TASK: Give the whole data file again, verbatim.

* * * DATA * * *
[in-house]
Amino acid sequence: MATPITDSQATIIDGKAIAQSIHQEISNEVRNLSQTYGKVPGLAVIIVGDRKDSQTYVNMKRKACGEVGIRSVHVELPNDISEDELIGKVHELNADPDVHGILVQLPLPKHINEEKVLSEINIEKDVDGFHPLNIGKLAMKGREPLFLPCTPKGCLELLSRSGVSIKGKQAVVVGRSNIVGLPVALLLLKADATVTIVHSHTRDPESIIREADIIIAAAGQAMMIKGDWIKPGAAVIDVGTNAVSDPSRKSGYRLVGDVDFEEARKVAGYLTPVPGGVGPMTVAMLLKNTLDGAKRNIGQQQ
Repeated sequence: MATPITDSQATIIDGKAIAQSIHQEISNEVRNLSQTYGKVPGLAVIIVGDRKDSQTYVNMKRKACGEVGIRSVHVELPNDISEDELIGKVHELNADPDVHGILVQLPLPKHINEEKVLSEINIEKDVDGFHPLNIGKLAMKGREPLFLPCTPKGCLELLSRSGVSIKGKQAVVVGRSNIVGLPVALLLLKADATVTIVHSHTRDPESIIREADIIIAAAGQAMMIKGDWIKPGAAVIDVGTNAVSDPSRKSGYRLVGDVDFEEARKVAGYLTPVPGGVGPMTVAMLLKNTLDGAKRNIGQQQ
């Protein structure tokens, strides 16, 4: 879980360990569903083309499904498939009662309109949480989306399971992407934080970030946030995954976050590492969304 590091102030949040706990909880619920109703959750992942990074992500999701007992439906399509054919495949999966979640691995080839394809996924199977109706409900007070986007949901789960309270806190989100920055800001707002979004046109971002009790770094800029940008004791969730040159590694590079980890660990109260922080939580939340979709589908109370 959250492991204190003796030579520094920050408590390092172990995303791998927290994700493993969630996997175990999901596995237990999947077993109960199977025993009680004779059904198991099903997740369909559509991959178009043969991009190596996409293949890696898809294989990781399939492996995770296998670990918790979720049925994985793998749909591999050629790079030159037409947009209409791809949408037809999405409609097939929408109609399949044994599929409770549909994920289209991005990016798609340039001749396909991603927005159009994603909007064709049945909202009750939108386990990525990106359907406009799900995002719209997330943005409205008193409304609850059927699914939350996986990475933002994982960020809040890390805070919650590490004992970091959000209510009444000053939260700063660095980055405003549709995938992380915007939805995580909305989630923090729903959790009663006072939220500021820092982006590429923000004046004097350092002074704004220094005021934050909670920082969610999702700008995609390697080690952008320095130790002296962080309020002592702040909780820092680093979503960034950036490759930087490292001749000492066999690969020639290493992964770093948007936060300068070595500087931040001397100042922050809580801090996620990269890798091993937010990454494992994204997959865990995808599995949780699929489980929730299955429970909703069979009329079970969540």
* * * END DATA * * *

[in-house]
Amino acid sequence: MATPITDSQATIIDGKAIAQSIHQEISNEVRNLSQTYGKVPGLAVIIVGDRKDSQTYVNMKRKACGEVGIRSVHVELPNDISEDELIGKVHELNADPDVHGILVQLPLPKHINEEKVLSEINIEKDVDGFHPLNIGKLAMKGREPLFLPCTPKGCLELLSRSGVSIKGKQAVVVGRSNIVGLPVALLLLKADATVTIVHSHTRDPESIIREADIIIAAAGQAMMIKGDWIKPGAAVIDVGTNAVSDPSRKSGYRLVGDVDFEEARKVAGYLTPVPGGVGPMTVAMLLKNTLDGAKRNIGQQQ
Repeated sequence: MATPITDSQATIIDGKAIAQSIHQEISNEVRNLSQTYGKVPGLAVIIVGDRKDSQTYVNMKRKACGEVGIRSVHVELPNDISEDELIGKVHELNADPDVHGILVQLPLPKHINEEKVLSEINIEKDVDGFHPLNIGKLAMKGREPLFLPCTPKGCLELLSRSGVSIKGKQAVVVGRSNIVGLPVALLLLKADATVTIVHSHTRDPESIIREADIIIAAAGQAMMIKGDWIKPGAAVIDVGTNAVSDPSRKSGYRLVGDVDFEEARKVAGYLTPVPGGVGPMTVAMLLKNTLDGAKRNIGQQQ
């Protein structure tokens, strides 16, 4: 879980360990569903083309499904498939009662309109949480989306399971992407934080970030946030995954976050590492969304 590091102030949040706990909880619920109703959750992942990074992500999701007992439906399509054919495949999966979640691995080839394809996924199977109706409900007070986007949901789960309270806190989100920055800001707002979004046109971002009790770094800029940008004791969730040159590694590079980890660990109260922080939580939340979709589908109370 959250492991204190003796030579520094920050408590390092172990995303791998927290994700493993969630996997175990999901596995237990999947077993109960199977025993009680004779059904198991099903997740369909559509991959178009043969991009190596996409293949890696898809294989990781399939492996995770296998670990918790979720049925994985793998749909591999050629790079030159037409947009209409791809949408037809999405409609097939929408109609399949044994599929409770549909994920289209991005990016798609340039001749396909991603927005159009994603909007064709049945909202009750939108386990990525990106359907406009799900995002719209997330943005409205008193409304609850059927699914939350996986990475933002994982960020809040890390805070919650590490004992970091959000209510009444000053939260700063660095980055405003549709995938992380915007939805995580909305989630923090729903959790009663006072939220500021820092982006590429923000004046004097350092002074704004220094005021934050909670920082969610999702700008995609390697080690952008320095130790002296962080309020002592702040909780820092680093979503960034950036490759930087490292001749000492066999690969020639290493992964770093948007936060300068070595500087931040001397100042922050809580801090996620990269890798091993937010990454494992994204997959865990995808599995949780699929489980929730299955429970909703069979009329079970969540």